COLLECTION: Musical Instruments

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Square Piano

1770
Origin: England, London
Net dimensions exclude lid, stand and projecting moldings. All dimensions in mm except where noted. Length: 1,282 mm (net 1,265 mm); Width: 475 mm (net 469 mm); Height: 797 mm (with reproduction stand) Note: The overall height and the height of keys above floor include the present reproduction stand, and may not reflect the original state. The net height is given two ways with a "/" between: first is the apparent height from top rim to bottom of the case molding (not including the additional thickness of the bottom not seen because of a bevel. The other number is the actual height including the full thickness of the bottom.
Mahogany: case, stand, damper levers, damper overrail, hammers, action brackets, hammer-rail cap; Spruce: soundboard; Beech: hitch-pin plank; Holly: inscription cartouche; Sycamore: nameboard veneer; Oak: hammer rail, spine; Purpleheart(?): nameboard banding ; Softwoods: key frame (including balance rail), nameboard substrate, key fronts; Limewood: key levers; Ivory: natural key tops; Ebony: sharp veneer; Leather: hammer heads; Iron: tuning pins, stand hardware; Brass: lid hinges
Museum Purchase
Acc. No. 1980-94
CASE DECORATION: The solid mahogany case has white/black/white line stringing forming one long panel on the front and one on each end. Lid hooks (now missing) were originally at each end and at the center front of the soundboard flap. The moldings were originally blackened though only traces of the blacking remain.
KEYWELL: A curly sycamore central panel extends all the way from keycheek to keycheek, surrounded by a wide black string inlay, then a narrow white string, and finally a wide mahogany band. The nameboard must have been replaced in a ca. 1780s enlargement, and the original applied (not inlayed) bracketed inscription plaque transferred to it. The inscription is ink on holly wood.
LID: The thumb-molded lid consists of a main section and a narrow flap split to cover separately the keyboard and the soundboard. White-black-white line stringing forms a single border about an inch from the perimeter. A lid prop on the left could be original. The lockboard is hinged to the lid flap, and a rack cleat on the bottom of the narrow lid flap all works together to form a music desk.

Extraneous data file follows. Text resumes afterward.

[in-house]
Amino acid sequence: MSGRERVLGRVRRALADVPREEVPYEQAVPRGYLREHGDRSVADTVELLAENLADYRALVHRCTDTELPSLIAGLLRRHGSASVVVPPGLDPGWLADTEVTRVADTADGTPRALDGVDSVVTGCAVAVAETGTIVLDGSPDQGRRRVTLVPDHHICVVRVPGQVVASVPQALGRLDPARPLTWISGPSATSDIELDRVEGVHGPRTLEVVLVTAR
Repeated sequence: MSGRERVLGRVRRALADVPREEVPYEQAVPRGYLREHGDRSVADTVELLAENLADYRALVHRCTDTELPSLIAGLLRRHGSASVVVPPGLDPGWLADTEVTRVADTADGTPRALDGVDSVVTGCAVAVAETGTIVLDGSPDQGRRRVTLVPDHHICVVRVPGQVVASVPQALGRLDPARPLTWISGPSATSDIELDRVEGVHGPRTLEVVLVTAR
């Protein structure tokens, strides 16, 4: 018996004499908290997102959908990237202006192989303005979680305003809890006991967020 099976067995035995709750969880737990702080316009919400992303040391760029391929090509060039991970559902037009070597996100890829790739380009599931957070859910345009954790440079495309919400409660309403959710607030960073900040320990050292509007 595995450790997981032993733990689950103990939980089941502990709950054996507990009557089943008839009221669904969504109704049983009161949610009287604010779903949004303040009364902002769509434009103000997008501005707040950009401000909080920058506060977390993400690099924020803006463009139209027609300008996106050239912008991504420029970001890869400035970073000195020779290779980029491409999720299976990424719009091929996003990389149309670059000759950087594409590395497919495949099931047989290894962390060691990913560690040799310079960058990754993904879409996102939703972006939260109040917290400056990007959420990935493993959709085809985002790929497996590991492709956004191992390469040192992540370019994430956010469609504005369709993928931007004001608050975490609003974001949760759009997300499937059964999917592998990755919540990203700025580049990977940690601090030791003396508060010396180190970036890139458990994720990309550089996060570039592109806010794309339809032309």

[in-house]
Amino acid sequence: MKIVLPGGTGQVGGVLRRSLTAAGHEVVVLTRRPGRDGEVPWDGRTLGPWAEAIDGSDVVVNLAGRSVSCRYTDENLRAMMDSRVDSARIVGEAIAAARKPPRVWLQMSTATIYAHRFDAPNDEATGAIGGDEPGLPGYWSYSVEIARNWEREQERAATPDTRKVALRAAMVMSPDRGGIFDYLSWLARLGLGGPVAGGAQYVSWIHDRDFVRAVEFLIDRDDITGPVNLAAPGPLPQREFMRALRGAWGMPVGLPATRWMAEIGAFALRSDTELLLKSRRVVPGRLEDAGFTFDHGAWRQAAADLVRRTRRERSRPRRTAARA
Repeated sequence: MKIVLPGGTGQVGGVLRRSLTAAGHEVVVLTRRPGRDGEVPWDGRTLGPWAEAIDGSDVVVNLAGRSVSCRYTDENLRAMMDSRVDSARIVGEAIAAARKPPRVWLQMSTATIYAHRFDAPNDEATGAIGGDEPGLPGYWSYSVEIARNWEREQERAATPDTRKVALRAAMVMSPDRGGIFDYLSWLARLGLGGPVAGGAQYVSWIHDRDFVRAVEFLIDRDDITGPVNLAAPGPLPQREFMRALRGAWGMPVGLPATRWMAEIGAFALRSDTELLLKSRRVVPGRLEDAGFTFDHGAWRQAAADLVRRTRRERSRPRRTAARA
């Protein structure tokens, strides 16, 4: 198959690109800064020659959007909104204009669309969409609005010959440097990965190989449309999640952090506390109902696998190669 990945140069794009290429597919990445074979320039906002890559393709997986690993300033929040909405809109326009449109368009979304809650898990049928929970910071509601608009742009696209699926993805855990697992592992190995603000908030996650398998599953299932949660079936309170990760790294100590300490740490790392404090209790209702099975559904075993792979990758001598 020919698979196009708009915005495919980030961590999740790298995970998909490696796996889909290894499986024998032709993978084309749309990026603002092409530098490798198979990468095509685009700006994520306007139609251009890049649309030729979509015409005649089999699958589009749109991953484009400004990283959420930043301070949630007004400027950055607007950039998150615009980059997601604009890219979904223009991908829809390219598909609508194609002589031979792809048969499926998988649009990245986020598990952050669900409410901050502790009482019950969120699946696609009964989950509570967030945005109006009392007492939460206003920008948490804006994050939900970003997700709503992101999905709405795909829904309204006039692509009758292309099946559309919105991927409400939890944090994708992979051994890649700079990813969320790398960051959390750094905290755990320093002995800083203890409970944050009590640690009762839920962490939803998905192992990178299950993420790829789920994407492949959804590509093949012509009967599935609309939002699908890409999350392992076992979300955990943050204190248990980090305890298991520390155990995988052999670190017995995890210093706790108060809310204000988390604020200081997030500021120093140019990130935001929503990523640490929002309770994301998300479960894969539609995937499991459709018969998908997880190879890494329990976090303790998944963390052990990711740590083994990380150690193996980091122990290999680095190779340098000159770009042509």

STAND AND PEDALS: The piano originally had a trestle stand with spikes above each leg, which left clusters of holes in the bottom. The piano did not originally have any pedals, although two pedals were added in the ca. 1780s enlargement. The present trestle stand is a reproduction (R1982-6) made by George Wilson of CWF, patterned on the stand with a 1766 square piano by Johannes Zumpe in the Colonial Williamsburg Collection (1968-294).
INTERNAL NOTES: There is no obvious provision for an internal music desk, but a rack on the underside of the narrow lid flap works with the lockboard to form a music desk when the lid is closed and keyboard exposed. The soundboard probably extended over the top of the pin block originally, but probably as of the ca. 1780s alteration, the pin block breaks the soundboard into two sections. Two pairs of unused holes on the inside of the lockboard may have been for candle sconces or some kind of music desk arrangement.
COMPASS: Original compass: GG-f3 without GG#, later extended down to FF. (now FF–f3, 5 octaves)
OCTAVES: 5 oct.
STOPS: Three hand stops (now missing) for buff, bass dampers, and treble dampers. In the early period, possibly ca. 1780s, the hand stops were replaced with two pedals, one of which operated a unified damper lifter.
Label:The piano represents the common type of piano at the beginning of commercial piano making in eighteenth-century London. The new invention sparked a transition in popularity from the harpsichord to the piano that was to be nearly complete by the end of the century. In the year after this piano was made, a piano was ordered by Thomas Jefferson and the first public performance on a piano took place in Williamsburg (at the Raleigh Tavern).
Provenance:Purchased by CWF at Sotheby's in London, May 22, 1980, lot no. 87
Mark(s):• The piano is marked XXIIII with chisel cuts in the following places: top key, right side rail of the key frame, the key bed near the belly rail; and on the spine where "WI" is also marked above it. This may be a numbering within a series of simultaneously made instruments. Many examples from the Zumpe workshop show such numbers, and they do not accord with the dates on the nameboards.


Inscription(s):"Johannes Zumpe / et Buntebart / Londini Fecit 1770, / Princes Street Hanover Square" in ink on nameboard